Rensselaer Research Review Fall 2010
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* Olympic Seleton Sliding * Olympic Seleton Sliding

RPI undergraduates Lauren Spinelli and Jeff Quackenbush use a modified hair pin to fix a flow meter

Project director in Ghana, Dr. Lawrence Darkwah (left), Lecturer at Kwame Nkrumah University of Science and Technology, and Alex Updegrove, an RPI undergraduate student, looking for parts for in the local market.

Biofuels and Corn Cobs

Also part of the expedition were Rensselaer undergraduate engineering students who were members of the Spring 2010 Biomass Capstone Group. These students were working on a biofuels project in connection with a Rensselaer exchange program with Kwame Nkrumah University of Science and Technology.

Since agricultural wastes generally create pollutants, the goal is to burn these wastes without oxygen to create biochar that can be used as a soil additive.

The project director in Ghana, Dr. Lawrence Darkwah, lecturer at Kwame Nkrumah University of Science and Technology, proposed the use of corn cobs.

“We will kill off two birds with one stone if we use corn cobs,” he said excitedly. “Presently corn cobs are just burned off, and they can create dangerous brush fires. We can turn that danger into useful energy.” Eglash blog, New York Times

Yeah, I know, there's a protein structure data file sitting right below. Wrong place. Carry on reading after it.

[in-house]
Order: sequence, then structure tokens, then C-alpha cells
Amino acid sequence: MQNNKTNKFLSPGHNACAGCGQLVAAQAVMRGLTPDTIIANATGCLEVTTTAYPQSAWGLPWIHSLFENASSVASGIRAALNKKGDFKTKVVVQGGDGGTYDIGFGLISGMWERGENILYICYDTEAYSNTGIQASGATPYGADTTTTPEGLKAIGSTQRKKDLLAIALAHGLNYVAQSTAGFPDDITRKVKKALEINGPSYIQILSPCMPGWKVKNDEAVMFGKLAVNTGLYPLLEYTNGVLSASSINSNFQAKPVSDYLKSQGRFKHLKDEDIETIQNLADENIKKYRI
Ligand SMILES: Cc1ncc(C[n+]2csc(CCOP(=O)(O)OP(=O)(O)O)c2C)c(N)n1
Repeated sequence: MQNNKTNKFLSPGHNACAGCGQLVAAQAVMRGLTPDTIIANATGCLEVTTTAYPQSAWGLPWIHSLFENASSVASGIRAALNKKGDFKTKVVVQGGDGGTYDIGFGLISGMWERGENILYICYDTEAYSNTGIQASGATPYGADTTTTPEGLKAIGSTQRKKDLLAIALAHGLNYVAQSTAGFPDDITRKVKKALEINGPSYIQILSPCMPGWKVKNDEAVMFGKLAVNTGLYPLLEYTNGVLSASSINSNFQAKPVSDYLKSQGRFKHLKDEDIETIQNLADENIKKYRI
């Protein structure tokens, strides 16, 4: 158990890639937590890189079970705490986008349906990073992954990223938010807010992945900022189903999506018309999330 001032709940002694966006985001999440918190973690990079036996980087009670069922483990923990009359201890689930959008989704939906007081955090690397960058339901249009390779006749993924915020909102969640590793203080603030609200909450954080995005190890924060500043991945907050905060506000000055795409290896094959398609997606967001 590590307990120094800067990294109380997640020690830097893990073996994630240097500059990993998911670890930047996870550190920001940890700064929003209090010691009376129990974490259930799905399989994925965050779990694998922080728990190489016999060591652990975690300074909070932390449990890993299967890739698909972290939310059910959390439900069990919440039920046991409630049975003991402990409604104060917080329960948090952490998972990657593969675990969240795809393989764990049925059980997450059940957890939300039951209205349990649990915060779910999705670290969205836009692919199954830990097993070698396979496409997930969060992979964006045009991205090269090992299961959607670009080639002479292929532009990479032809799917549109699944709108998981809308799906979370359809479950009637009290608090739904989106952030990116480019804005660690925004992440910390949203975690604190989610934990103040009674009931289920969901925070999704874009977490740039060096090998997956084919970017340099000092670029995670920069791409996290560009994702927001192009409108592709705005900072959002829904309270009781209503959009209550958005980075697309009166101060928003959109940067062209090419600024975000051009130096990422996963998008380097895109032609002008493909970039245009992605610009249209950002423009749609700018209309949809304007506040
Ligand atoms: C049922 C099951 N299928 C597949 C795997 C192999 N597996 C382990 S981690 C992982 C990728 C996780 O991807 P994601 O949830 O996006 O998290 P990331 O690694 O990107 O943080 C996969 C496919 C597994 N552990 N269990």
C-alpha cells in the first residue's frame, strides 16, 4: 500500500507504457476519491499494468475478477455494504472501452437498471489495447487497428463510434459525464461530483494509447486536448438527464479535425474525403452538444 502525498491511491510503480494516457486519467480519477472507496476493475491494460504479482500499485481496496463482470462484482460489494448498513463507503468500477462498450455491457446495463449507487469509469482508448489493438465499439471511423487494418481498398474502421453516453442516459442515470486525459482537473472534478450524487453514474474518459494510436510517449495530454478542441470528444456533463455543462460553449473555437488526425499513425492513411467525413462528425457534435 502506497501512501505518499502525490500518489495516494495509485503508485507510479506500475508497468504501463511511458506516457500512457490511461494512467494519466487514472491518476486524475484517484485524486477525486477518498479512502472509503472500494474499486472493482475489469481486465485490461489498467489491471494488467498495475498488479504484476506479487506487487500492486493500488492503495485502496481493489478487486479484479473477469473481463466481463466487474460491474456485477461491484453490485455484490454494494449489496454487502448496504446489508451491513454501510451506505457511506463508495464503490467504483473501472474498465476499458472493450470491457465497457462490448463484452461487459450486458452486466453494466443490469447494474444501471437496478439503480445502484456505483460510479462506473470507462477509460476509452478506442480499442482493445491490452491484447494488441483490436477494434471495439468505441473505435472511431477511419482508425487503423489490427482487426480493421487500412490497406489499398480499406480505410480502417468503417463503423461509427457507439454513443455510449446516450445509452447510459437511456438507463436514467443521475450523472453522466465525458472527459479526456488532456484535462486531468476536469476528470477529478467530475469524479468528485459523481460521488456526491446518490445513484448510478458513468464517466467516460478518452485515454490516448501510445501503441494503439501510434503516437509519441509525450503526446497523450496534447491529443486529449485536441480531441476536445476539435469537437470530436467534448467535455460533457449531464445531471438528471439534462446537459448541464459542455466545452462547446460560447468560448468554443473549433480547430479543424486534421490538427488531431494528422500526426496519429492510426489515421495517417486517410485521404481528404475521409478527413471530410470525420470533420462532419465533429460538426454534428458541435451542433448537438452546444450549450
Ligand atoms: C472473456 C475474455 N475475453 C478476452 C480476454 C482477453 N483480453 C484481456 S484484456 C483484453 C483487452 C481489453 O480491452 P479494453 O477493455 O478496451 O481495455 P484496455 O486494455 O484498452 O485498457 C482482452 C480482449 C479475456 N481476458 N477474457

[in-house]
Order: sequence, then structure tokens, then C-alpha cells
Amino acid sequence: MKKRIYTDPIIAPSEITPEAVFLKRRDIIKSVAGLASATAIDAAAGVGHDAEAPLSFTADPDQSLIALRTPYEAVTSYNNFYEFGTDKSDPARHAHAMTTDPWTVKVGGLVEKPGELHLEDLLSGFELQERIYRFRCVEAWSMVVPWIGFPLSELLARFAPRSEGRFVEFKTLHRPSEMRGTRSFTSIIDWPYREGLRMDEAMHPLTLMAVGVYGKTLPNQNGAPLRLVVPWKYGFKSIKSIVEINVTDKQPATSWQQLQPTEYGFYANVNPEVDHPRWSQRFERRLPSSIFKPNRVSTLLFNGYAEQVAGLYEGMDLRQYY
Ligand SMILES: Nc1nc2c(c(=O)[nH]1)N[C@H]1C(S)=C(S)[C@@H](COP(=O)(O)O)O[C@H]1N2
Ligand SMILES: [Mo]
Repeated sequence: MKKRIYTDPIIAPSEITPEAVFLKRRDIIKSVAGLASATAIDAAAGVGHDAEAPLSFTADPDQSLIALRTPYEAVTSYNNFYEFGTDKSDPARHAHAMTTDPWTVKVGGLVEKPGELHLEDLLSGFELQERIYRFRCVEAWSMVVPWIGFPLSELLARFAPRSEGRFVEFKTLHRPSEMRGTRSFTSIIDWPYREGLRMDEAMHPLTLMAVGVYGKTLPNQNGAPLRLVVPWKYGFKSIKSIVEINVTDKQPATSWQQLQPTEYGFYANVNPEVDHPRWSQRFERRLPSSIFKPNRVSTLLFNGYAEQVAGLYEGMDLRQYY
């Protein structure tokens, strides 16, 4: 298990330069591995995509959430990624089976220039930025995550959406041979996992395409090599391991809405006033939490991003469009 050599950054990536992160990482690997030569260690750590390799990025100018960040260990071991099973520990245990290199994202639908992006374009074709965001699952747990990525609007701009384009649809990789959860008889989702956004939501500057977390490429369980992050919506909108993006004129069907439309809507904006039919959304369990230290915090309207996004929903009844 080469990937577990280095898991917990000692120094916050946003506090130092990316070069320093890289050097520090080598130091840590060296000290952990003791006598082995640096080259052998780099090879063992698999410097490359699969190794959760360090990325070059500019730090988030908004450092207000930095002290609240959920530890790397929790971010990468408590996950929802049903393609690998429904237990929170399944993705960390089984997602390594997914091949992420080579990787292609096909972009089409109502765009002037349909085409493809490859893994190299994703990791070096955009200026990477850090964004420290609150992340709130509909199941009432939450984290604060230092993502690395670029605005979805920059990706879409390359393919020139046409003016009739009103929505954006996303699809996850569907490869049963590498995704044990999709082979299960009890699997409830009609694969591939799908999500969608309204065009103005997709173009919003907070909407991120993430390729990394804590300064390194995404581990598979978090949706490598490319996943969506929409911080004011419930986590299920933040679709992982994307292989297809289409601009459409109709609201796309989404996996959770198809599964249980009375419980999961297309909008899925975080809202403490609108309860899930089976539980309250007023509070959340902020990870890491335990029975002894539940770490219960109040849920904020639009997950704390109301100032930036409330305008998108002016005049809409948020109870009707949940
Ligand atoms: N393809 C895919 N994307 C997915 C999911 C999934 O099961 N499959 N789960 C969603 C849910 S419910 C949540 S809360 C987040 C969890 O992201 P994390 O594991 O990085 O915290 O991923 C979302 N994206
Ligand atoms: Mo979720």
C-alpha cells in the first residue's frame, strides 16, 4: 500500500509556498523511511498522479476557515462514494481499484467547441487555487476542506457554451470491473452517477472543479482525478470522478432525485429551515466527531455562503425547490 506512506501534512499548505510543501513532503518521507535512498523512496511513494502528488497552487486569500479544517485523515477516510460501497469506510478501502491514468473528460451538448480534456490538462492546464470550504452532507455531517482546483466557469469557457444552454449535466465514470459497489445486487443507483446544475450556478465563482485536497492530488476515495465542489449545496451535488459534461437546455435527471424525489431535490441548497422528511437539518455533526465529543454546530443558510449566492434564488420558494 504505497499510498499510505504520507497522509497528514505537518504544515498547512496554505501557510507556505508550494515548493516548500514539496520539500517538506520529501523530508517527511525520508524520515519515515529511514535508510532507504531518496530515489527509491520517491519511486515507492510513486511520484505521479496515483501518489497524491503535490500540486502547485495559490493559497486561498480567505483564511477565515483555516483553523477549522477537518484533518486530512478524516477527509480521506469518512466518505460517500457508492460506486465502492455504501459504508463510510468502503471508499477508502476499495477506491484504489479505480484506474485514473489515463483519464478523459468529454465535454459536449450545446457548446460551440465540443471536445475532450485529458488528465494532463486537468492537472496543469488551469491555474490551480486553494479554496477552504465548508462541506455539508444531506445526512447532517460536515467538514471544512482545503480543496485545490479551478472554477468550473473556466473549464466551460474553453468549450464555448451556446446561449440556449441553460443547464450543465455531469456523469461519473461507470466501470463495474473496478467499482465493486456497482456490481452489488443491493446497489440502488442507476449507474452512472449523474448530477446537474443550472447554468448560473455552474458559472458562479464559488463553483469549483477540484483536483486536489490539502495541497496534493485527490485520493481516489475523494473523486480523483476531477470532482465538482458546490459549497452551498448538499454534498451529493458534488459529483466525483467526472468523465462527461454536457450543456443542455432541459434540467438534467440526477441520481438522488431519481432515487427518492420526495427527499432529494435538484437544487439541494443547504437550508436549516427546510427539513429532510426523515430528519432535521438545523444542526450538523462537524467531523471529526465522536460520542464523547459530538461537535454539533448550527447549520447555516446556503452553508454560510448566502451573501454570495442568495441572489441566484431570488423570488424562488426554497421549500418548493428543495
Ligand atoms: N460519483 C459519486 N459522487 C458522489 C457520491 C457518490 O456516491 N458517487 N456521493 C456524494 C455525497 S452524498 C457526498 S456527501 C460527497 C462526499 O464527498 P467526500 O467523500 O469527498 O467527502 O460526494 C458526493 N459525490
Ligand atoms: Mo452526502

The group of Rensselaer undergraduates was to create, on site in Ghana, an apparatus to measure the energy potential of agricultural waste as biofuels. The design, which was conceived in Troy, was more challenging than originally thought. Materials for the apparatus that were thought to be universally available (such as copper pipe) were not found, and alternative parts needed to be scavenged at a local market (above right). At one point work on a flow meter was halted by the lack of a needle-nosed pliers or tweezers. But the students fashioned a tool from a spare hair pin (photo above left).

In June the KNUST students will return to Rensselaer for more precise testing of the chemical composition of the results.

* Into Africa: Adinkra Patterns, Biofuels, and Red Cards *

Audrey Bennett's group at KNUST created an HIV prevention poster based on the red card* from soccer.

Giving HIV the Red Card

Audrey Bennett's research in Ghana focused on HIV prevention. Working with a group of students from Kwame Nkrumah University of Science and Technology, she explored the local college students understanding of AIDS prevention as well as successful local campaigns.

Brainstorming by a group of KNUST students resulted in a prototype poster that was inspired by the enthusiasm surrounding Ghana's success in the World Cup soccer competition, “Show AIDS the red card.”

The end product of this exercise was a small palm card to go with the poster — a red card with HIV prevention tips.

*"Red cards are one of the most feared objects in soccer and the cause of much angst between both players and fans. A red card is a tool used by the referees of a soccer match to maintain order on the field. Players shown a red card must leave the field without a replacement." (eHow.com)

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